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Upper School English teacher Claire Wahmanholm '04 wins 2018 Lindquist & Vennum Prize for Poetry
Posted 05/03/2018 03:55PM

Dr. Claire Wahmanholm, Upper School English teacher and member of SPA’s Class of 2004, has been selected as the winner of the 2018 Lindquist & Vennum Prize for Poetry for her manuscript Wilder.

One of the most prestigious poetry prizes in the nation, the Lindquist & Vennum Prize carries an award of $10,000 and publication of the winning manuscript by Milkweed Editions, an independent publisher of fiction, nonfiction, and poetry located in Minneapolis. The prize is a partnership between Milkweed and the Lindquist & Vennum Foundation, and seeks to support outstanding poets residing in Minnesota, Iowa, Wisconsin, North Dakota, and South Dakota and bring their work to a national stage.

Wahmanholm, who currently teaches SPA’s Grade 9 “Journeys in Literature” course as well as the “Gender in Literature” elective for juniors and seniors, wrote the collection of poems in Wilder (pronounced to rhyme with "bewilder") between 2015 and 2017. “It’s a dark book, I’ll say that,” says Wahmanholm, who calls the poems in Wilder “political, though not always explicitly so.” The darkness of the poetry was one its strengths, according to poet Rick Barot, who judged this year’s Lindquist & Vennum competition. “Long after I finished reading Wilder, I was in grief that its beauty had ended, and also in grief over the spoiled world it describes,” Barot wrote about the collection. “…The poems in this book seem like the texts written by an ancient collective—texts that are at once full of wonder and bewilderment, cosmic vision and earthly pain.” Wilder will be published by Milkweed in November 2018, and Wahmanholm will be honored at a public reading and celebration at the time of publication.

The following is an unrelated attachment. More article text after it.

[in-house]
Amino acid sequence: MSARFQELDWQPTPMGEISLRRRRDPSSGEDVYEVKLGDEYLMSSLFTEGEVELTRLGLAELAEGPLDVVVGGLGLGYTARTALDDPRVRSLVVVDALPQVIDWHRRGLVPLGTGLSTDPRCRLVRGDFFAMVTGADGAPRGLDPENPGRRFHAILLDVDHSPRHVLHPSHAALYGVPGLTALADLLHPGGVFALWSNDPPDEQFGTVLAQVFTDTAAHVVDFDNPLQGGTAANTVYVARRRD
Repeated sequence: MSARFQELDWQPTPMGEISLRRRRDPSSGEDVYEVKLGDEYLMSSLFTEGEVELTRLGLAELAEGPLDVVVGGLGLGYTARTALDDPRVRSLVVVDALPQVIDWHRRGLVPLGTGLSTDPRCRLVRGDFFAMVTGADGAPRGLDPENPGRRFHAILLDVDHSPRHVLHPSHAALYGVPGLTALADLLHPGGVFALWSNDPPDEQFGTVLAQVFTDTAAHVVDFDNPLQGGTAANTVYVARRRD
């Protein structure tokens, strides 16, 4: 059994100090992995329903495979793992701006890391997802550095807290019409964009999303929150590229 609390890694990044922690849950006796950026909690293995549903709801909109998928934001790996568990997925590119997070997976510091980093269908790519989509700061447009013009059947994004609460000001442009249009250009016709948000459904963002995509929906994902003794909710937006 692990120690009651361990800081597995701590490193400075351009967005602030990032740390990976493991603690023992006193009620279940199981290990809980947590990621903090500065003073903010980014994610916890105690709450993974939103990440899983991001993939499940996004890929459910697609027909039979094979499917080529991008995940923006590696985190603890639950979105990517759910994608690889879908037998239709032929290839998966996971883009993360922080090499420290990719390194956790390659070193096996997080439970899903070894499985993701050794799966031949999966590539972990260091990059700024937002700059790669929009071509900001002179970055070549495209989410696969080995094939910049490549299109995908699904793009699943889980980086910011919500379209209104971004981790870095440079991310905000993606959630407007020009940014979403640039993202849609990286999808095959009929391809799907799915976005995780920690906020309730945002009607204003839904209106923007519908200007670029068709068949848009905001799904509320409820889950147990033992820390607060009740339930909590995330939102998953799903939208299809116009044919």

Although the work in Wilder had been well-received, Wahmanholm says winning the prize was something of a shock. “Wilder had been a semi-finalist/runner-up/finalist for some pretty big prizes, and a chunk of poems in it had already been published [as a short work entitled Night Vision in 2017], so there were signs that people liked it,” Wahmanholm says. “But I’ve had a truly impressive amount of rejection in my work as a poet, so winning a prize like this was completely unexpected; I never believed that I would actually win.”

Wahmanholm graduated from SPA in 2004, and went on to study literature in college at the University of Wisconsin, Madison, eventually earning a M.F.A. in poetry from Johns Hopkins University and a Ph.D. in English literature and creative writing from the University of Utah. She traces her love of poetry all the way back to SPA and a class with Dutton Foster, who taught English in the Upper School for 42 years. “I took Dutton’s creative writing elective during my junior year, and then did an independent study with him during my senior year. At the time, I was working on a novella that I would never actually finish, but failing to finish that novella was ultimately what made me pursue poetry—I realized I had no interest in plot or character development or any of the other things that drive a work of fiction,” says Wahmanholm, who now considers Foster a model for her teaching as well. “Dutton was such a generous mentor. He made me feel like I wasn’t wasting my time by writing—that what I was doing was worthwhile and that I was good at it. It never would have occurred to me that I might one day be in exactly his position in terms of teaching and mentoring, but now that I am, I am trying my best to follow his example.”


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